How much do you remember about the Fourth of July celebrations when you were a kid? My goodness! The Fourth of July seemed like it would go on forever. The family barbeques; time at the beach; driving down to relatives in mad traffic! The phenomenal fireworks at the end of the night! And the laughter and fond memories, and the goofy pictures to prove that it was not just your imagination. You really did know what fun was.
It was so much more than the hamburgers and hot dogs on the grill, or the competition for the best potato salad amongst the Aunts; it was the closeness of family, the joy of friendship, the innocence of youth that had your soul jumping for joy, and looking forward to the next celebration.
Fourth of July was a big deal in my family. We all got together (and there is a whole lot of us!) and would have such a grand time. Grams and Nana would be cooking and sharing stories of back-in-the-day; mothers and fathers reminiscing about how they got together; children laughing, playing, and running around having water balloon fights. Oh! The sheer joy and carefree spirit had been contagious.
Yet, I also remember that Fourth of July or Independence Day, was a history lesson. My Uncle Louis would make sure that we truly understood the fight and meaning for Independence. He could not let a Fourth of July go pass without a speech on the importance of remembering our fight for Independence as African Americans.
Although he’d do it with such fanfare and some humor; what he said was truth and something we all needed to know and understand. I wonder how many of us today have taught our children about Independence Day and the fight that African Americans endured long after the first Independence Day.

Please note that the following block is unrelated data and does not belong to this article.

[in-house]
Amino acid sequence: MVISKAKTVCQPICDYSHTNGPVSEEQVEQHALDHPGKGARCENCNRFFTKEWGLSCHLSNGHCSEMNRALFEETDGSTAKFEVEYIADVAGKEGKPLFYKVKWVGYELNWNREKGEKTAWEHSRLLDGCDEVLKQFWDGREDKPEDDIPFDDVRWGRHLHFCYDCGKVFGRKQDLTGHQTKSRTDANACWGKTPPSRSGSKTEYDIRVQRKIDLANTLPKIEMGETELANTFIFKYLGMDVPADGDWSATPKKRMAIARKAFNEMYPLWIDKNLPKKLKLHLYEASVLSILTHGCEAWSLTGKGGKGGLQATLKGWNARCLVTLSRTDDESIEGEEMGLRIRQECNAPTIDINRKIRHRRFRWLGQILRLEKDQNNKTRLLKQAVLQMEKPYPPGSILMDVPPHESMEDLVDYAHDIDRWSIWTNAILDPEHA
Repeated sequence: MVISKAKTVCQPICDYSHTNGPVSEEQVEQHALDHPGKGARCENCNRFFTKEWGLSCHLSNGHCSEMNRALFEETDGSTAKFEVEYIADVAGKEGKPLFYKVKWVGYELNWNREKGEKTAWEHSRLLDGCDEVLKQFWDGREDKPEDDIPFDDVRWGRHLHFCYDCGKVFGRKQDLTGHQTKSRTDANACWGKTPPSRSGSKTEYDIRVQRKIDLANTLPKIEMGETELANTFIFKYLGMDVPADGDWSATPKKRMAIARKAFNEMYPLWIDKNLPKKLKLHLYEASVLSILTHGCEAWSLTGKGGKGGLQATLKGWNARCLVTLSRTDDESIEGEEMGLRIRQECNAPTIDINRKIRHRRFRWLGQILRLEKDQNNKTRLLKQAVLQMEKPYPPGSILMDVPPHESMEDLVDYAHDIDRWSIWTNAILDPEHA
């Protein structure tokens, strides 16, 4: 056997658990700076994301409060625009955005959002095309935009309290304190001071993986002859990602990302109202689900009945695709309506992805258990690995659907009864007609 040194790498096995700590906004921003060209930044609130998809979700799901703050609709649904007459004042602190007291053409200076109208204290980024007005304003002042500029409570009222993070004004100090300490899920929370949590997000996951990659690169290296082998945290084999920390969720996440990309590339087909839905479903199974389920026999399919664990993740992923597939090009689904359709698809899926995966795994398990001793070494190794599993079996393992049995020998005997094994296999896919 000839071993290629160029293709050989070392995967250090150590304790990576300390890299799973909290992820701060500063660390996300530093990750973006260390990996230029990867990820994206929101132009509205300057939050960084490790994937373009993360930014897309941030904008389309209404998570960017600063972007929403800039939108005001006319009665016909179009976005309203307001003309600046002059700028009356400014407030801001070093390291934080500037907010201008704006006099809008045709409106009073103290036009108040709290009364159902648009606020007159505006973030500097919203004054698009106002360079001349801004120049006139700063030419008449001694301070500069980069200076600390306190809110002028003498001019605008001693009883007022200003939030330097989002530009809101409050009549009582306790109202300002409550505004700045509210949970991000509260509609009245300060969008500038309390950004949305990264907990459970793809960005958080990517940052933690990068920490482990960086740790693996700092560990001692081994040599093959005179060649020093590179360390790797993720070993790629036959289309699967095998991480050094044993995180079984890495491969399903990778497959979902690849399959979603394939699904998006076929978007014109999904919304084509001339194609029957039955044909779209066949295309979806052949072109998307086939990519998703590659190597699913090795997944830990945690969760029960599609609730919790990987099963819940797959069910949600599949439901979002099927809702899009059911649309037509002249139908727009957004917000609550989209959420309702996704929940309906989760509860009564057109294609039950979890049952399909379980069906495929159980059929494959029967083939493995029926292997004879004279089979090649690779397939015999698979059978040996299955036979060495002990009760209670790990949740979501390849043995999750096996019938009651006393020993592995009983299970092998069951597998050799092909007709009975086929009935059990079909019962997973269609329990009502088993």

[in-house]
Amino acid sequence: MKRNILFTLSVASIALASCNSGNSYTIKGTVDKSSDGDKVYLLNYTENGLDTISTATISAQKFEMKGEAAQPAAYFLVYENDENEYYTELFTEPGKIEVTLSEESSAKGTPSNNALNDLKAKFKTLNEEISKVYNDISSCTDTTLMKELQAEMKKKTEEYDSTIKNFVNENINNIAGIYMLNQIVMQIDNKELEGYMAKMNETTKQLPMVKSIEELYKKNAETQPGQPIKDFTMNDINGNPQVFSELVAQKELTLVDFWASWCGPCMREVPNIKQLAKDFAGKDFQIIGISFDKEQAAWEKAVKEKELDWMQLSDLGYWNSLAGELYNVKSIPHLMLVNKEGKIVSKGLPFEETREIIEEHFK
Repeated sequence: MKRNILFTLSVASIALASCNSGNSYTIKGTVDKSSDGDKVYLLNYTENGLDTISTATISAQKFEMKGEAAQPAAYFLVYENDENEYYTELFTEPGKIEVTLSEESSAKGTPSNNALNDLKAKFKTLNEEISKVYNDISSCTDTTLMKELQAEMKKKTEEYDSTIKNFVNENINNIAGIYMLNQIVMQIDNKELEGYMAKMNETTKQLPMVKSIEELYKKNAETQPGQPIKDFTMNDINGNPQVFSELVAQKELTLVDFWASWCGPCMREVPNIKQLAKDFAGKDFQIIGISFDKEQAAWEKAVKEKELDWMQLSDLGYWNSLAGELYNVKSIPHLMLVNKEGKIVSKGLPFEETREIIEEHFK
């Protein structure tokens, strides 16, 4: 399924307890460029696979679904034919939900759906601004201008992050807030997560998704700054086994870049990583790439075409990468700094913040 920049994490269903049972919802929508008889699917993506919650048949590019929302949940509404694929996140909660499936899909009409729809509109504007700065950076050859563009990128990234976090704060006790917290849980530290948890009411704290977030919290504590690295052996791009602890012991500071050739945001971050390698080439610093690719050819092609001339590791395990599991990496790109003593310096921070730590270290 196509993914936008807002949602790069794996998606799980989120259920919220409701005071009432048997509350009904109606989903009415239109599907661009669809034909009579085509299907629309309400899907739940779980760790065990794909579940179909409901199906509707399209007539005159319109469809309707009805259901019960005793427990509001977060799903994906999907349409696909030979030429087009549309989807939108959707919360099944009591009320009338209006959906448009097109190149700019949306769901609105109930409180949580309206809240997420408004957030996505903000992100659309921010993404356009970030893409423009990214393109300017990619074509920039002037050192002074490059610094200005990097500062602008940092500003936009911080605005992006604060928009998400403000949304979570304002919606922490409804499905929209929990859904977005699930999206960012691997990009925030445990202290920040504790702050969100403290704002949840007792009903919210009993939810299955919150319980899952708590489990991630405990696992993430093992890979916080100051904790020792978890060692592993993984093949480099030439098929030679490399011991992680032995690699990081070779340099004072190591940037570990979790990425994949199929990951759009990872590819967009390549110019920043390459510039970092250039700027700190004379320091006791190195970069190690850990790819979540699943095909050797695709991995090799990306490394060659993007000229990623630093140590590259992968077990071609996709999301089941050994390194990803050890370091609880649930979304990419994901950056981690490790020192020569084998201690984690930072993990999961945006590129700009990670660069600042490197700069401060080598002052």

Fourth of July is about history. It is about celebrating freedoms and becoming independent of strongholds and dogmas and chains, and the ties that often bind us to a life of physical, spiritual, and mental slavery. We can celebrate our liberties and our right to pursue them. But let us not forget about what it took to have the freedom to pursue such liberties.
Let us not forget in the fanfare of the day, the consumption of odious amounts of food and drink, and the splendor of such fireworks, that we stand upon the shoulders of many men and women that fought for our right to be truly independent.
From my family to yours…Happy Fourth of July!
Check out: The Meaning of July Fourth for the Negro by Frederick Douglass
God speed the year of jubilee
The wide world o'er!
When from their galling chains set free,
Th' oppress'd shall vilely bend the knee,
And wear the yoke of tyranny
Like brutes no more.
That year will come, and freedom's reign.
To man his plundered rights again
God speed the day when human blood
Shall cease to flow!
In every clime be understood,
The claims of human brotherhood,
And each return for evil, good,
Not blow for blow;
That day will come all feuds to end,
And change into a faithful friend
William Lloyd Garrison